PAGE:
Catherine: A Manipulative Caretaker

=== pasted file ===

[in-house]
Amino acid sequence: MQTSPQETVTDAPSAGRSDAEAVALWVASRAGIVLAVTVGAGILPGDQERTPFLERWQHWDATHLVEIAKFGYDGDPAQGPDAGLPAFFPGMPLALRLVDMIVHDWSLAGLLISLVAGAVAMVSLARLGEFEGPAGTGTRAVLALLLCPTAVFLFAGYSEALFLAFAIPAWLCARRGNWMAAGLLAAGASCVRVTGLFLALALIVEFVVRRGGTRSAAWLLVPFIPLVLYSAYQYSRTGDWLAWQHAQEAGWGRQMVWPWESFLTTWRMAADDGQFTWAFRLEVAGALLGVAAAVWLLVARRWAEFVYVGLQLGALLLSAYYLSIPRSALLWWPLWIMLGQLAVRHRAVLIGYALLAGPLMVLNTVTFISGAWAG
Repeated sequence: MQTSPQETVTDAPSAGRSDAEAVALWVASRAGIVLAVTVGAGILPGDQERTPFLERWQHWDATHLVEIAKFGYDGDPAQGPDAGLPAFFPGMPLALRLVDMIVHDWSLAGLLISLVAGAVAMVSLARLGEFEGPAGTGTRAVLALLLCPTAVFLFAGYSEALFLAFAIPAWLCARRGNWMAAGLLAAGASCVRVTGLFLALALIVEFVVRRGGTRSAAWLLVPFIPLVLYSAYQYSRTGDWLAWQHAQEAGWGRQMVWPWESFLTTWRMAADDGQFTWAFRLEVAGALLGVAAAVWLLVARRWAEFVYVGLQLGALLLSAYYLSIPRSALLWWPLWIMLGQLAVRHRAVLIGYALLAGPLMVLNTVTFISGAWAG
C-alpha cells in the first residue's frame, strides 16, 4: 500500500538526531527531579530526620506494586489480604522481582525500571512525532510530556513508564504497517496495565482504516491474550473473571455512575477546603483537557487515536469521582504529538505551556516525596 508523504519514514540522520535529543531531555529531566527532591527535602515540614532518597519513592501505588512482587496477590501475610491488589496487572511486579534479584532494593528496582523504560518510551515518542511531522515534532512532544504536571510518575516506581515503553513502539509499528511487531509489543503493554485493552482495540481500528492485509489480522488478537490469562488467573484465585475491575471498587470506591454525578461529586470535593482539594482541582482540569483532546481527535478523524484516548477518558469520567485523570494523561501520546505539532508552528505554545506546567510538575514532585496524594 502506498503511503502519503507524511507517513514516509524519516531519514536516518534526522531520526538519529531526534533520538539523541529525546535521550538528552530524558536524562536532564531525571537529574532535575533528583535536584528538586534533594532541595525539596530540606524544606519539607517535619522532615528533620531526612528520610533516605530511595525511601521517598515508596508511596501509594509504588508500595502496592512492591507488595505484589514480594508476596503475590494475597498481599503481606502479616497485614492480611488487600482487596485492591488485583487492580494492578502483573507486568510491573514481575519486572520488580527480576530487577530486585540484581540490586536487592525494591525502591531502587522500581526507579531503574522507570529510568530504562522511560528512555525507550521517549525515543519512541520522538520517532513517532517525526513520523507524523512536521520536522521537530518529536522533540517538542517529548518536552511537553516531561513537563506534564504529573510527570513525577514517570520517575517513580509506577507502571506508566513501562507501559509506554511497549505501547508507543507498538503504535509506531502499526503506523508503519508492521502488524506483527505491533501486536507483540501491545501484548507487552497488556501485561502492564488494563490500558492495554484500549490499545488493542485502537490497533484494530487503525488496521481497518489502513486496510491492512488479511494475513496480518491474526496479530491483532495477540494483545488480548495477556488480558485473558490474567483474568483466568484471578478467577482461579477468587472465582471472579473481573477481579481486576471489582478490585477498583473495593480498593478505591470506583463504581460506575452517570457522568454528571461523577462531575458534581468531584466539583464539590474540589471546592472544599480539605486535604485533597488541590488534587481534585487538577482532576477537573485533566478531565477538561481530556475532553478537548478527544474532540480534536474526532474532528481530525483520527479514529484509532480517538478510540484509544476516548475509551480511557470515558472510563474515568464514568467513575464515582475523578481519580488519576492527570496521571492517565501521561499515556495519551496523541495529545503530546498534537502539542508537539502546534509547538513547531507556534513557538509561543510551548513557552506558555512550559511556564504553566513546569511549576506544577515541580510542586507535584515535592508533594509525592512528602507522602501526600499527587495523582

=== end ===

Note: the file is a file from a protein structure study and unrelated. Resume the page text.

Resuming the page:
In A Farewell to Arms, Frederic Henry is characterized initially by a sort of detachment from life-though well-disciplined and friendly, he feels as if he has nothing to do with the war. These feelings of detachment are pushed away when Henry falls in love with Catherine and begins to realize the hostile nature of the world. In this way, Henry serves the function of a character that becomes initiated in Hemingway's philosophy of an indifferent universe and man's struggle against it. Due to the untimely death of a fiancé previous to the events of this book, Catherine is initiated into Hemingway's philosophy, and exemplifies the traits of the Hemingway code hero throughout the novel. She is characterized primarily by her disregard for social conventions as well as an unfaltering devotion to Henry. Catherine is defined as a code hero because of her honor, courage, and endurance in pain. Honor is defined as having a keen sense of ethical conduct. For Catherine, the ethical conduct is keeping Henry happy, and in doing so, she is keeping herself happy. At first glance, Catherine Barkley appears to be an example of any man’s fantasy girl. She appears as a dull character that asks nothing of Henry and is only there to make him happy. Because of this, it is said that Catherine's character is demeaning to women. Catherine Barkley's basic approach to her relationship with Frederic shows her as being inferior. She appears to gladly accept a lower role in her relationship with Frederic. "I'll do what you want and say what you want," she tells him, "and then I'll be a great success, won't I" (Hemmingway105). Her idea of a successful relationship, and of happiness, is based on making Frederic happy no matter what she has to do. Like the code hero, she handles conflicting needs with grace, giving to both, but shorting none. She uses Henry as a template to fulfill her need for her dead fiancé. And because Henry is characterized as...
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